sustain its effort to improve the country's climate of investment.

Findings and Recommendations

I Labor-Related Matters:

        Labor cost of the Philippines is equally competitive with that of Thailand,
        and Japanese companies generally view that Filipino and Thai workers
        are also equally competitive in qualification and work attitude. In
        English-language proficiency, which all foreign investors look for in a
        country where they go, Filipino workers today maintain a clear and
        apparent edge over Thai workers.

        However, the Philippines needs to effectively address the following points
        in order to maintain and improve present level of competitiveness:

        1. The minimum wage being prone to increase every year;

        2. Presence of radical unionism;

        3. Unpredictable and rather abrupt declaration by the Office of the
           President of non-working holidays; and

        4. The need to raise the level of education in order to upgrade workers'
           productivity.




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     THE JAPANESE CHAMBER OF COMMERCE& INDUSTRY OF THE PHILIPPINES(JCCI PI)




II Investment Incentives:

      1. The Philippines has a set of different government bodies, which offer
         varying incentives, causing confusion among new investors. On the other
         hand, the Thai Board of Investment (BoI) is the sole government office
         under the Office of Prime Minister with authority to approve and grant
         incentives to investors. This virtually makes Thai BoI the "One Stop
         Shop" ;

      2. The Philippines has constitutional constraints that prohibit foreign
         ownership of land and limit foreign equity participation. Thailand has
         neither such legal prohibition nor limitation being imposed on
         foreign-capital projects approved by its BoI. This is being considered a
         "good offer" by Thailand to Japanese investors.

      3. It is a general perception that the Philippines, while being successful in
         attracting foreign investments in export-oriented industries, has not
         been successful in developing a sustainable domestic industrial policy. In
         Thailand, domestic industries thrive under Thai government's
         considerable support and careful planning and provide ample and
         increasing backup to major export industries. The Philippines can learn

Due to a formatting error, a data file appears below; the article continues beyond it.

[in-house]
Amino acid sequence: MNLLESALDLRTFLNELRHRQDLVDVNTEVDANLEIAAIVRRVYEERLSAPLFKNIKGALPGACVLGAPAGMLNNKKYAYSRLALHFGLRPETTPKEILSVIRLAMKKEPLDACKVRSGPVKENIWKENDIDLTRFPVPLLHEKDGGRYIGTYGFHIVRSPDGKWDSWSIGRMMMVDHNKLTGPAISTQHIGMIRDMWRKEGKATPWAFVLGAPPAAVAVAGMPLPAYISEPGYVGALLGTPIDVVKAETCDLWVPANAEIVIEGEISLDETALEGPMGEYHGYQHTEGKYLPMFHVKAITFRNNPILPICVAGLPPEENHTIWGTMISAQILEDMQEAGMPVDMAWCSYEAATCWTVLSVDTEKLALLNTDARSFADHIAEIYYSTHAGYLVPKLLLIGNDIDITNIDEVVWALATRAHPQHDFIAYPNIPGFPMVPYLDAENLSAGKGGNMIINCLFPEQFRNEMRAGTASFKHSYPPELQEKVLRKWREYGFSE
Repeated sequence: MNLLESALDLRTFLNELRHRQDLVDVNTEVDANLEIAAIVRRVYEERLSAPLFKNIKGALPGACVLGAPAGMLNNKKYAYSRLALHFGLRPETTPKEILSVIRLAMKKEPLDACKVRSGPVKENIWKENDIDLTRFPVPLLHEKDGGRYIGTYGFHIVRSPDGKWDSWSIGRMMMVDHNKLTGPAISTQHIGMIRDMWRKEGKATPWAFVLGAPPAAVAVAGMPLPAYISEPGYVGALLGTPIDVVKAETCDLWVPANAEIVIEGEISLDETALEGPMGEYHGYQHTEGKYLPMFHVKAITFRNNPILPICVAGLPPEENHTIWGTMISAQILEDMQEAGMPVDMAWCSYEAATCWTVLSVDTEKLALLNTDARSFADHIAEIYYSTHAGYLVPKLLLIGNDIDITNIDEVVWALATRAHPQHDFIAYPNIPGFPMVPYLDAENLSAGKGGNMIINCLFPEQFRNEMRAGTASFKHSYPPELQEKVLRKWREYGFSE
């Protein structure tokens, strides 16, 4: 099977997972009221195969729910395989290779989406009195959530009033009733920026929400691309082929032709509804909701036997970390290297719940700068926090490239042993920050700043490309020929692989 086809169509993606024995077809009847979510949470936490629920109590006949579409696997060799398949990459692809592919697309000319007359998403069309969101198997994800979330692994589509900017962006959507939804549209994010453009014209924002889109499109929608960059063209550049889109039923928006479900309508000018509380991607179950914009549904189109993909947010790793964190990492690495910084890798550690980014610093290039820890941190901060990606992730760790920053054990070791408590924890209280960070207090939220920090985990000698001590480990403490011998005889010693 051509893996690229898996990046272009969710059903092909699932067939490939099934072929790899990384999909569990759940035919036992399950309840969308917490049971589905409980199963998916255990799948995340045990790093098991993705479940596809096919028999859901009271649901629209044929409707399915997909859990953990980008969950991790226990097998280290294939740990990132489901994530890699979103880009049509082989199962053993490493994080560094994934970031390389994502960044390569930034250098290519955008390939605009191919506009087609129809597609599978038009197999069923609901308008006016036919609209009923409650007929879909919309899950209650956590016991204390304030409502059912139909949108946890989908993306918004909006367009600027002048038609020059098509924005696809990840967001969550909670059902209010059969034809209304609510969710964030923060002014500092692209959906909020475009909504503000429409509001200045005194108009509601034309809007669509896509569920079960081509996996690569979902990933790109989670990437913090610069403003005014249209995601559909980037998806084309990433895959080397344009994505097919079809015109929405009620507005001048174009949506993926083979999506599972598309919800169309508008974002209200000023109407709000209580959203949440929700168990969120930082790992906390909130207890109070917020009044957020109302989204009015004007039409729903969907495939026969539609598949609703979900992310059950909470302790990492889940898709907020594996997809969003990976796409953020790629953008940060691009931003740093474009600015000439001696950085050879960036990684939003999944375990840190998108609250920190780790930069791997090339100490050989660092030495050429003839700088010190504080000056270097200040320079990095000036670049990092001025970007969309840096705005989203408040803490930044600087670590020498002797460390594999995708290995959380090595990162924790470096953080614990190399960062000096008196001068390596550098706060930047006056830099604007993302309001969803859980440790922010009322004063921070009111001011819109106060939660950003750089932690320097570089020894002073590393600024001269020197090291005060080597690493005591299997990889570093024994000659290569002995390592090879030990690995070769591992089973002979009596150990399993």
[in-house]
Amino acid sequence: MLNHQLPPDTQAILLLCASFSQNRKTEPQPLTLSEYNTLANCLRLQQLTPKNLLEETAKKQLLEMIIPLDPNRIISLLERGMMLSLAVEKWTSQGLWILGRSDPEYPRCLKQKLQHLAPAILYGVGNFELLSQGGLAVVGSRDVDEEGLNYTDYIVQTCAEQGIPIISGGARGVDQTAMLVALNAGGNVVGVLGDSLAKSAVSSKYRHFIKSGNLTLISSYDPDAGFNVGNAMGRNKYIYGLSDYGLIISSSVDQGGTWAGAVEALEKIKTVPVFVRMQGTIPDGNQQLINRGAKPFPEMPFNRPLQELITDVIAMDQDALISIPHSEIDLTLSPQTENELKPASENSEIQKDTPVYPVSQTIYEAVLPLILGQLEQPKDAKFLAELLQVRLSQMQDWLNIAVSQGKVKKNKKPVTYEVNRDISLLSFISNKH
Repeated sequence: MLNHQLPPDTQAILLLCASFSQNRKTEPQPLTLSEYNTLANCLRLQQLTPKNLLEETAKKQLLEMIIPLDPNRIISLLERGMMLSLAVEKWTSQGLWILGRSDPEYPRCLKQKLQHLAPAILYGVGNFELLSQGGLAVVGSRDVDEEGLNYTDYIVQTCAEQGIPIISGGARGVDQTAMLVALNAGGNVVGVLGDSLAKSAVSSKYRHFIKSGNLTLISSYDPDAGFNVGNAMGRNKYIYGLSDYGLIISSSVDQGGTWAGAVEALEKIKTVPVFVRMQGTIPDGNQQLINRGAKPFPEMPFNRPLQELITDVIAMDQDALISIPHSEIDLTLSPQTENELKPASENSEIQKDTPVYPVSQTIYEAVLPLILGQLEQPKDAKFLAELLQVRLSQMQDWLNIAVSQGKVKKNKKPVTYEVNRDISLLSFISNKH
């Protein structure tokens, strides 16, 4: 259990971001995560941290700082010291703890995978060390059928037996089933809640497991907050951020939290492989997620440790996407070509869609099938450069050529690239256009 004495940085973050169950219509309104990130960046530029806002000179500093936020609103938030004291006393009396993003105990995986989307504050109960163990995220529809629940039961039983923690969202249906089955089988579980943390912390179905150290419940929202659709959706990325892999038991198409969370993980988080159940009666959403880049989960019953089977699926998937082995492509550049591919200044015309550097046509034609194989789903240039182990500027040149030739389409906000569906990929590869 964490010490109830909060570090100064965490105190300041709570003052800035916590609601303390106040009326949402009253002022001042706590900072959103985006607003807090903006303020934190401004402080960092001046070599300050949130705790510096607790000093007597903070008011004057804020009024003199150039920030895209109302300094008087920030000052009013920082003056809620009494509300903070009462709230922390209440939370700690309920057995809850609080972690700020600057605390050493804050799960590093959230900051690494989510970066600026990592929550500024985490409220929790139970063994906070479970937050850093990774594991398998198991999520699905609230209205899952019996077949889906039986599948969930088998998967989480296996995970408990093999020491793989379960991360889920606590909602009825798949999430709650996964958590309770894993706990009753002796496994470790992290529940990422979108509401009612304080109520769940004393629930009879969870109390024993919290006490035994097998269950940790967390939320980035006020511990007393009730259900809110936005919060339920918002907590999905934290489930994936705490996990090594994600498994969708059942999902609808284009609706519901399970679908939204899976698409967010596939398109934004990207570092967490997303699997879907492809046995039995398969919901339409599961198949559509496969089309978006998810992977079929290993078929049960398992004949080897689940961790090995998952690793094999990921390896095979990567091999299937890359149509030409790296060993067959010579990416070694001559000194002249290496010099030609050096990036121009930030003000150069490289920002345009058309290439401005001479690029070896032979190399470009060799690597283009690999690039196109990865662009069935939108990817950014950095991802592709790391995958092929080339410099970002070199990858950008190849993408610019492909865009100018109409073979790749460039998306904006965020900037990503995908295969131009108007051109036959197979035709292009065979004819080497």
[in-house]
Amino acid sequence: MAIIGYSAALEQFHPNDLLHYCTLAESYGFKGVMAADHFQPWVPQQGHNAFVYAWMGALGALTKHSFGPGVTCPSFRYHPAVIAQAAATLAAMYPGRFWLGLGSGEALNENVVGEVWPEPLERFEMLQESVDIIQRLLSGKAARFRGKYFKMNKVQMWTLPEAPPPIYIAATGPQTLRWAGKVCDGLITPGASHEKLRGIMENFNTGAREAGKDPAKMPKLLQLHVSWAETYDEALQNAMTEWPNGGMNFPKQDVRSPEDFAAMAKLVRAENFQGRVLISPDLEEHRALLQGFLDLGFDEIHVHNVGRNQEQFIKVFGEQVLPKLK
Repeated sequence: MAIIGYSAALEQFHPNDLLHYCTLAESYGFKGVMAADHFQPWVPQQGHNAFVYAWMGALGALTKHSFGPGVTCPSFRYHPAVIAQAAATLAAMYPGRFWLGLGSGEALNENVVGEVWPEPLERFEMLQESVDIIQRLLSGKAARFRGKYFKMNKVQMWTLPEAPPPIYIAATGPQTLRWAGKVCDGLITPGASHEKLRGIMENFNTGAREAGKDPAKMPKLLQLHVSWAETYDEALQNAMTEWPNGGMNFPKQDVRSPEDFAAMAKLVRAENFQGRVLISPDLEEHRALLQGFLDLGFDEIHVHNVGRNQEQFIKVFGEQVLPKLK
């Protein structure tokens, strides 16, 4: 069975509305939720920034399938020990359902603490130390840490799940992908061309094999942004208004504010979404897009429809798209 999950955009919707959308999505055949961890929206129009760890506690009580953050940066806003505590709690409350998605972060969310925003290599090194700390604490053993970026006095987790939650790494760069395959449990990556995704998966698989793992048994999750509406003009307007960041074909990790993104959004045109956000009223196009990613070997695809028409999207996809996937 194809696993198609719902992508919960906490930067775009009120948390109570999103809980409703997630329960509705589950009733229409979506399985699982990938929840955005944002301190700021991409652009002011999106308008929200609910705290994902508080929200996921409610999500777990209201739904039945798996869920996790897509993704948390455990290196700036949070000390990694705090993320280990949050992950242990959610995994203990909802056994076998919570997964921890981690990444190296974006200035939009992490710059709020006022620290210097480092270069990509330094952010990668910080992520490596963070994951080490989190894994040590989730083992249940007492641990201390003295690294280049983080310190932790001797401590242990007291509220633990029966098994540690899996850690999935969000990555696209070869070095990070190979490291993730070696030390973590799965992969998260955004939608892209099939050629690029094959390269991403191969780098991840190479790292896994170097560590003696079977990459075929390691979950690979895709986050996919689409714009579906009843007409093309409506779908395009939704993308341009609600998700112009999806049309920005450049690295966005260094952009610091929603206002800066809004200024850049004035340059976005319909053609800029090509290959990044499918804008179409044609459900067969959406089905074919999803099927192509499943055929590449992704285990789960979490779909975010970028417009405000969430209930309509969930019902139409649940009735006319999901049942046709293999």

from examples of Thailand and promote domestic industries by giving
         necessary incentives and support.

      4. Eight of 12 staffs in the Japan/Republic of Korea Department of the BoI
         of Thailand are Japanese-language proficient, in addition to a Japanese-
         national investment adviser. This is apparently attractive to Japanese
         investors;

III Tax System:

        1. Corporate tax of the Philippines, the highest among major ASEAN
           nations, has put the Philippines at risk of being considered an "investor
           unfriendly" country.

        2. Thailand is way ahead of the Philippines in terms of VAT refund. VAT
           refund is approved and settled in one (1) year at the longest in Thailand.
           Moreover, the 70-percent cap on VAT is the most business-unfriendly
           attachment to VAT law reform of the Philippines. Most businessmen,
           including foreign investors, are unhappy about this cap and want it
           eliminated. It is another disincentive to foreign direct investment in the
           country.

        3. It is a general perception among Japanese companies that Thailand is
           ahead of the Philippines in terms of transparency and fairness in tax
           administration.




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     THE JAPANESE CHAMBER OF COMMERCE& INDUSTRY OF THE PHILIPPINES(JCCI PI)




IV Infrastructure:

        1. Development of infrastructure puts Thailand much ahead of the
           Philippines in almost all areas, including (1) roads, (2) ports, (3) airports
           and (4) electric power.

        2. We recommend the following infrastructure issues as the major subject
           areas where the Philippine government needs to address as soon as
           possible:

                (1) Soonest infrastructure development in priority areas:

                The Philippine government needs to concentrate its infrastructure
                funding on the development of the Main Logistic Corridor which
                connects Subic Bay and Batangas areas through Manila. The
                government particularly needs to address the following projects
                with promise of specific time table.

                     (a) Completion and opening of highway link between Manila